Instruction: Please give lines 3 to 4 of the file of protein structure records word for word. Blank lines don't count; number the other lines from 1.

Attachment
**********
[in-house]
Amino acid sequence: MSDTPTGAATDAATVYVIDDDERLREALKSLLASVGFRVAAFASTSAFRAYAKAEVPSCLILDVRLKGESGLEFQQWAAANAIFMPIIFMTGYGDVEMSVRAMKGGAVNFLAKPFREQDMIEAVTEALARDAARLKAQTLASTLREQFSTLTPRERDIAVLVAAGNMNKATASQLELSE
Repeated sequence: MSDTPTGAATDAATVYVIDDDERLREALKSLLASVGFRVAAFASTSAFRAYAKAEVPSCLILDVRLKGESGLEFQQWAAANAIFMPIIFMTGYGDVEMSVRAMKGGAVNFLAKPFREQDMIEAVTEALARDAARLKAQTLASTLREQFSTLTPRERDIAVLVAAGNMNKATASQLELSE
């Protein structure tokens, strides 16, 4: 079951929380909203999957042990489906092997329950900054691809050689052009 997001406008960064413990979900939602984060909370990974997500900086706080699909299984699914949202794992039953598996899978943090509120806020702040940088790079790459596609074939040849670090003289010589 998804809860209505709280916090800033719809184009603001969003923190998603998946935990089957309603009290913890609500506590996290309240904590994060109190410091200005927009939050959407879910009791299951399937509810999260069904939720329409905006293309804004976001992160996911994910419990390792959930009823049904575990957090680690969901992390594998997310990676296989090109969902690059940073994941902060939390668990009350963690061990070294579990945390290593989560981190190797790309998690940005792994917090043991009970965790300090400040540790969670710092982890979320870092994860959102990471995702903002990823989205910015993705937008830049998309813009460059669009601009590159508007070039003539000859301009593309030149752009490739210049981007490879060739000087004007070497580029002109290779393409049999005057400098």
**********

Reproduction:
Repeated sequence: MSDTPTGAATDAATVYVIDDDERLREALKSLLASVGFRVAAFASTSAFRAYAKAEVPSCLILDVRLKGESGLEFQQWAAANAIFMPIIFMTGYGDVEMSVRAMKGGAVNFLAKPFREQDMIEAVTEALARDAARLKAQTLASTLREQFSTLTPRERDIAVLVAAGNMNKATASQLELSE
């Protein structure tokens, strides 16, 4: 079951929380909203999957042990489906092997329950900054691809050689052009 997001406008960064413990979900939602984060909370990974997500900086706080699909299984699914949202794992039953598996899978943090509120806020702040940088790079790459596609074939040849670090003289010589 998804809860209505709280916090800033719809184009603001969003923190998603998946935990089957309603009290913890609500506590996290309240904590994060109190410091200005927009939050959407879910009791299951399937509810999260069904939720329409905006293309804004976001992160996911994910419990390792959930009823049904575990957090680690969901992390594998997310990676296989090109969902690059940073994941902060939390668990009350963690061990070294579990945390290593989560981190190797790309998690940005792994917090043991009970965790300090400040540790969670710092982890979320870092994860959102990471995702903002990823989205910015993705937008830049998309813009460059669009601009590159508007070039003539000859301009593309030149752009490739210049981007490879060739000087004007070497580029002109290779393409049999005057400098």